For analysts like Harris-Perry the unprecedented use of the filibuster, and a Republican party who are less loyal opposition and more like a drunk driver playing chicken on a two-lane highway, make for formidable obstacles for the President. They not only cite Republicans but the conservatism of the democratic coalition in the Senate. A coalition still recovering from Clinton's Democratic Leadership Council that spent over 25 years attempting to move the party and especially Senate Democrats rightward. These analysts see the compromises and deals as sausage making of an effective legislative agenda. This group is not without criticisms of the President. Some disagree with aspects of foreign policy etc. or have criticized framing failures, but generally see the President as attempting to bend the momentum of trends toward inequality that are almost 40 years in the making.

For critics like West, the context is not significant. They desire messianic leadership that is transformative in its articulation of progressive values. For them the President's compromises undermine progressive arguments and more progressive stances on a range of issues. Some just want to see results. The fact of black unemployment regardless of how long the trend has existed is a critique of President Obama in and of itself. These critics tend to ignore context a la West's appearance on the Ed Schulz show discussing health care. When West was confronted with the fact that there were not fifty votes in the Senate for a public option, West simply changed the subject. Or on the NDAA (National Defense Authorization Act), critics tend to ignore the fact the bill passed with a veto proof majority. Ostensibly the President was supposed to hand his political opponents the weapon of having vetoed funding for the troops, in order to take a purely symbolic stand on an issue average Americans don't understand. In doing so the Bill would have gone into law without the signing statement that limits the scope of what are clearly unconstitutional provisions.

While I am not generally sympathetic to this view, it is important to understand its origins and its importance. Often these critics of the President cite the idea that the President should use the bully pulpit to advocate for progressive causes. They want the President to be a leader of progressive social movements, and to be fair, in his campaign the President rhetorically flirted with the idea that he would assume that role. These types are happiest when the President is talking tough but getting nothing done a la his proposed jobs bill. But how do we square the circle?

Folks like Melissa Harris-Perry tend to underplay the need for the President to sometimes better frame and articulate a progressive agenda and the West's and Smiley's of the world overestimate the degree to which the President can through persuasion enact a more progressive agenda. However, while both positions are important to understand they are not equivalent. A President's primary job given the nature of the crises we face is to get things done. The President is also not a dictator he can't pass immigration reform on his own, end black unemployment by fiat, or create a single payer system. Nor does the bully pulpit mean the same thing in the era of 24 hour cable news and blogs. Even the cacophony of this debate demonstrates how easy it is for sideshows to muddy the stage. Frequently when I hear left critics of the President say "the President should say," he often has said just that and often on the biggest stage. We should criticize him when he says or does things that undermine movement in those areas but we can't demand he do things that political institutions don't allow.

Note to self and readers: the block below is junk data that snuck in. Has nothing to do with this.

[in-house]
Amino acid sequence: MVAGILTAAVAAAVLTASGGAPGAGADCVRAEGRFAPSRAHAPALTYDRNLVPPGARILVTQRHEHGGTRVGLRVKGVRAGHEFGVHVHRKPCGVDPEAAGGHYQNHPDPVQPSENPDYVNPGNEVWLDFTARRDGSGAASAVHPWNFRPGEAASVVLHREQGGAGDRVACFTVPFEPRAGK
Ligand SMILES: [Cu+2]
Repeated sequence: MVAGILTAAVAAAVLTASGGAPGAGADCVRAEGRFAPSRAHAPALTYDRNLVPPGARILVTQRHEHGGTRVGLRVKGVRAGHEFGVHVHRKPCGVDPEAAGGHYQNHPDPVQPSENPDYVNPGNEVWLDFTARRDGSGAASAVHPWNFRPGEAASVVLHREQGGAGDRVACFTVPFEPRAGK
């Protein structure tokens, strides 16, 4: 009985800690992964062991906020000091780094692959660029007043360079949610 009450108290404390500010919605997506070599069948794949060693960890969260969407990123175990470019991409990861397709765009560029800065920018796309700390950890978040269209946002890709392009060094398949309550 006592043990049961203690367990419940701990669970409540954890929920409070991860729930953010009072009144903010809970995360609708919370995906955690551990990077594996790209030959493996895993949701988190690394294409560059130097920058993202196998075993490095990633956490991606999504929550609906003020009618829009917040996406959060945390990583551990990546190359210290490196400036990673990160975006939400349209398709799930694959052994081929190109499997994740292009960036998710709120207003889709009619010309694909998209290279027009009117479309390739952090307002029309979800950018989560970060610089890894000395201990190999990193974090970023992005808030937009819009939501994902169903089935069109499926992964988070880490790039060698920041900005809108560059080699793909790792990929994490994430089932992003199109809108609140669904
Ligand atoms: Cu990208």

At the same time, we need voices focusing on issues like poverty, inequality, immigration reform, women's rights, human rights, mass incarceration and a host of other issues that get scant attention in the day to day of our current politics. The success of Occupy Wall Street in putting inequality on the national agenda helped push the President to articulate a more progressive populist position on taxes and spending. What that means is we need West's voice and we need it to speak out loudly about this issues. West is trying to speak for what should be an active vibrant and articulate set of black and multi-racial social movements. However, conflating concern for these issues with support or non support of the President is just wrong. The biggest offender of this has been Dr. Boyce Watkins. Watkins not withstanding his sexist claim Harris-Perry is "whoring herself out", in his video rant and blog posting he suggests that Harris-Perry and Obama supporters simply don't care about poor black people, mass incarceration and a host of other issues. He's just wrong. You cannot conflate pragmatism and realistic expectations with an ideological difference.

My broader point is we need movement voices to call attention to these issues and we also need realistic cogent and pragmatic analysis of the work the President and all of our leaders are actually doing. While at times these two spheres can come together, it is also important that both institutionally and analytically they remain separate. Social movement actors need to avoid capture by political parties and elected officials in order to have the freedom to articulate issues and make demands. But we also can't criticize a President of the United States for not being a social movement leader. We need Melissa Harris-Perry and we need Cornel West, what we don't need is ad hominem attacks that obscure the inevitable friction between vision and pragmatism, social movement and institutional politics. But most important is we need active Black grassroots social movements to show us as scholars the way. Until we have such movements we will continue to have a Crisis of the African American Intellectual.